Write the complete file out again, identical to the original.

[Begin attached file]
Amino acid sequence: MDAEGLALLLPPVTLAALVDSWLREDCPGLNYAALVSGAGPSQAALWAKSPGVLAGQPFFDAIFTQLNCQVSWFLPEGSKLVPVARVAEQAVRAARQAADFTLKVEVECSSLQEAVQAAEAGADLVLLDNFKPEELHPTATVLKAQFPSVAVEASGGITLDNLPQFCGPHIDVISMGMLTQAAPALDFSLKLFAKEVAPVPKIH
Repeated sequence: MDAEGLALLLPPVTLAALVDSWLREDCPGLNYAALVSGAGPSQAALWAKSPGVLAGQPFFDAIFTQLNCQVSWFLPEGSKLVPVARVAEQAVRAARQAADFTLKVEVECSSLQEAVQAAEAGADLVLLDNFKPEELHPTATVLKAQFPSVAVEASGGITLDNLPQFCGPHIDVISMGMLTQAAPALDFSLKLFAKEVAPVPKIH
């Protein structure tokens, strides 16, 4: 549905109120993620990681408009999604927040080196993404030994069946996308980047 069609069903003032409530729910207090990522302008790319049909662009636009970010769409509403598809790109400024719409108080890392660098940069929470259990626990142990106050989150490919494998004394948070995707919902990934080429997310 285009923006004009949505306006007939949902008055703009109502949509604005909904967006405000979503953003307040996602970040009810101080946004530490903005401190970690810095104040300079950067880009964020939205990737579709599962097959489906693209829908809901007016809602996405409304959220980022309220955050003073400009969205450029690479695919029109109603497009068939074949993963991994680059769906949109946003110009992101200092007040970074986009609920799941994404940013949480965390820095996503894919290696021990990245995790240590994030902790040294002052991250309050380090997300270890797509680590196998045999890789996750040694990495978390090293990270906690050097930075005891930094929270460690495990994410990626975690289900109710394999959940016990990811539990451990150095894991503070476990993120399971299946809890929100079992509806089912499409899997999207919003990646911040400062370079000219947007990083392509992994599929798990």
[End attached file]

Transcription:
Amino acid sequence: MDAEGLALLLPPVTLAALVDSWLREDCPGLNYAALVSGAGPSQAALWAKSPGVLAGQPFFDAIFTQLNCQVSWFLPEGSKLVPVARVAEQAVRAARQAADFTLKVEVECSSLQEAVQAAEAGADLVLLDNFKPEELHPTATVLKAQFPSVAVEASGGITLDNLPQFCGPHIDVISMGMLTQAAPALDFSLKLFAKEVAPVPKIH
Repeated sequence: MDAEGLALLLPPVTLAALVDSWLREDCPGLNYAALVSGAGPSQAALWAKSPGVLAGQPFFDAIFTQLNCQVSWFLPEGSKLVPVARVAEQAVRAARQAADFTLKVEVECSSLQEAVQAAEAGADLVLLDNFKPEELHPTATVLKAQFPSVAVEASGGITLDNLPQFCGPHIDVISMGMLTQAAPALDFSLKLFAKEVAPVPKIH
């Protein structure tokens, strides 16, 4: 549905109120993620990681408009999604927040080196993404030994069946996308980047 069609069903003032409530729910207090990522302008790319049909662009636009970010769409509403598809790109400024719409108080890392660098940069929470259990626990142990106050989150490919494998004394948070995707919902990934080429997310 285009923006004009949505306006007939949902008055703009109502949509604005909904967006405000979503953003307040996602970040009810101080946004530490903005401190970690810095104040300079950067880009964020939205990737579709599962097959489906693209829908809901007016809602996405409304959220980022309220955050003073400009969205450029690479695919029109109603497009068939074949993963991994680059769906949109946003110009992101200092007040970074986009609920799941994404940013949480965390820095996503894919290696021990990245995790240590994030902790040294002052991250309050380090997300270890797509680590196998045999890789996750040694990495978390090293990270906690050097930075005891930094929270460690495990994410990626975690289900109710394999959940016990990811539990451990150095894991503070476990993120399971299946809890929100079992509806089912499409899997999207919003990646911040400062370079000219947007990083392509992994599929798990």